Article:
That's just my perspective, YMMV, but we've come a long
way, and I wish people would consider that when they are inclined to complain about the state of American broadband.
|reply to PapaMidnight | said by PapaMidnight:
If Comcast wants to sell me a 25Mb/s line, then I take that as the ability to use up to 25Mb/s however I see fit as much as I see fit. The onus is not on me to support that bandwidth. I'm paying for it. The onus is on Comcast to support it.
Ah, but Comcast doesn't
want to sell you an uncapped 25 Mb/s line. They want to sell you a 25 Mb/s line with a 250 GB monthly cap.
If you want an uncapped 25 Mb/s line, you can feel free to buy Metro Ethernet service from a business-class provider for $1000. If you max it out for every second of every day, they won't care -- because you've actually paid for dedicated bandwidth.
Once you have that dedicated connection, you can feel free to start your own ISP with it. See how long you can stay in business offering uncapped 25 Mb/s service for $50 a month.
Santa Monica, CA
·Time Warner Cable
|reply to tmc8080 |
said by tmc8080:
I guess it sucks to live where these companies have free reign to screw over the consumer with usage based billing AND have a franchise lock on the communities they serve. No wonder the population is moving to the eastern half of the country instead of moving west.. wher infrastructure is more developed.
What abject nonsense.
No one is moving east, or west, based on broadband availability.
Nor is the east "more developed".
Nor is any location "franchise locked".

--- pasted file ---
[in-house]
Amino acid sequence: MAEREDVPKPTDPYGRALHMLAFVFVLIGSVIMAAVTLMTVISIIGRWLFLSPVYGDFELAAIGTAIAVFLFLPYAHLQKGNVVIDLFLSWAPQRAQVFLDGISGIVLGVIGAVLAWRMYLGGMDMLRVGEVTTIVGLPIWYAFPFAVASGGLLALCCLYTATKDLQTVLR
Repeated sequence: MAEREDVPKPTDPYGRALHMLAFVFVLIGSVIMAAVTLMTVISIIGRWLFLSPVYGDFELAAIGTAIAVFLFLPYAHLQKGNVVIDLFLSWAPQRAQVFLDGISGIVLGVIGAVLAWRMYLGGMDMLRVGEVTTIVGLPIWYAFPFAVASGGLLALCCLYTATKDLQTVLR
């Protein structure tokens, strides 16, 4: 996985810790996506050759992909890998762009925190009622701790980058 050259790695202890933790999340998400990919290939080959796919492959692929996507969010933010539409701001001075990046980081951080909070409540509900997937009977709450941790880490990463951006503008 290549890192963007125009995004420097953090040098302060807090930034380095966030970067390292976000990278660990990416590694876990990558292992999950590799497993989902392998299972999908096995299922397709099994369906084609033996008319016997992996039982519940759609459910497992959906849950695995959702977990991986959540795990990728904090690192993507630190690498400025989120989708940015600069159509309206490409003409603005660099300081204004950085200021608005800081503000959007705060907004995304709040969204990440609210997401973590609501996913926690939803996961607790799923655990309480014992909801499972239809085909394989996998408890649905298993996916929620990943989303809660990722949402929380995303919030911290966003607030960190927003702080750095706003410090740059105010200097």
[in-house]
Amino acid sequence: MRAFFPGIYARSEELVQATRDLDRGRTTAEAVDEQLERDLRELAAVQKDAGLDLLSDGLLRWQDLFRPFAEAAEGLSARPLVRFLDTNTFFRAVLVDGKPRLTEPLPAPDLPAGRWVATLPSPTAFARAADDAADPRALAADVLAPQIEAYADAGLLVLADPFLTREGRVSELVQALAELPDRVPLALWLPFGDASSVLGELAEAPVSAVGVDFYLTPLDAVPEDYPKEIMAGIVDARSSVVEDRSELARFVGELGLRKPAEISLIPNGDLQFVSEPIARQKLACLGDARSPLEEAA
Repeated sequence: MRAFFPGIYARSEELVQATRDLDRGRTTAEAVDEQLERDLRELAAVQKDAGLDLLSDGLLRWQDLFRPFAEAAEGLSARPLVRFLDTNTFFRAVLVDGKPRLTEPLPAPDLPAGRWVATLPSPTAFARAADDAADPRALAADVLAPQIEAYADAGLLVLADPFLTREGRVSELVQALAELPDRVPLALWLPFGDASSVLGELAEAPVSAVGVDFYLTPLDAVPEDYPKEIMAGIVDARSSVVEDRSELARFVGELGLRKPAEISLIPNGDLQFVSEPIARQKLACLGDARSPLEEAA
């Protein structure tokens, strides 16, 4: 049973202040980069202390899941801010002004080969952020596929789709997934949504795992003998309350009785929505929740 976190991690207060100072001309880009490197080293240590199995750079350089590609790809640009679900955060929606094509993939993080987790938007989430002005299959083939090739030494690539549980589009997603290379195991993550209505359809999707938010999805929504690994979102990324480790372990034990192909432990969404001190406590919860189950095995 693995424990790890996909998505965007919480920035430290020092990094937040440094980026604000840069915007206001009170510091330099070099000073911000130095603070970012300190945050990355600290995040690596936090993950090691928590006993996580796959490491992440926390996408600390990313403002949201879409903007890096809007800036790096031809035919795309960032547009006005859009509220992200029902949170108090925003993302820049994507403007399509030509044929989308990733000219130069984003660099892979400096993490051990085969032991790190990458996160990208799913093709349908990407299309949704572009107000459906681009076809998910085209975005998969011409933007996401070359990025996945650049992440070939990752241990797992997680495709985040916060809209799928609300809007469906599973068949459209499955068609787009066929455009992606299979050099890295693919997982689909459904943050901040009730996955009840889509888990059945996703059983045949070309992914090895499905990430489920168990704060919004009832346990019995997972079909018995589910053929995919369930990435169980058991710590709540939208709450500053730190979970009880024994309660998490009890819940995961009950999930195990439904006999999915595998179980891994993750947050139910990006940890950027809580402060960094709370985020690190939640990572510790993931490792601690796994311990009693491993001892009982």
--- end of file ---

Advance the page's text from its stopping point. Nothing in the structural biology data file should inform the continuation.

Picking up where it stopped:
Where do you get this stuff?
|reply to nlew |
Re: Crimecast economics
But it actually was a fair comparison.
The problem with your analogy is that internet connections aren't cars and don't require re-fueling to begin with. So to use that analogy perhaps more correctly, this is a case of Comcast trying to create an artificial
re-fueling requirement, so it can turn internet connections into
cars, and itself into an oil company.
And when you boil it all down, the cable and telephone companies are instituting these caps for two reasons:
(1) They're trying to crush the streaming television industry, which represents an inevitable, natural, and long-overdue evolution of television away from channelized networks owned and controlled by large entertainment conglomerates, and supplied by large middleman providers via highly controlled and closed networks (cable systems). There is a tremendous amount of fat and bloat in that old system, manifesting itself in everything from the trend, even on pay television (basic cable), toward low quality reality-based programming stuffed with overbearing amounts of commercials and infomercials, to the high carriage prices and high subscriber bills the public is now being gouged with today. (And there's no end in sight to those increases, either. The cable industry is on track to raise cable rates to $200/month by the year 2020 -- Google cable $200 2020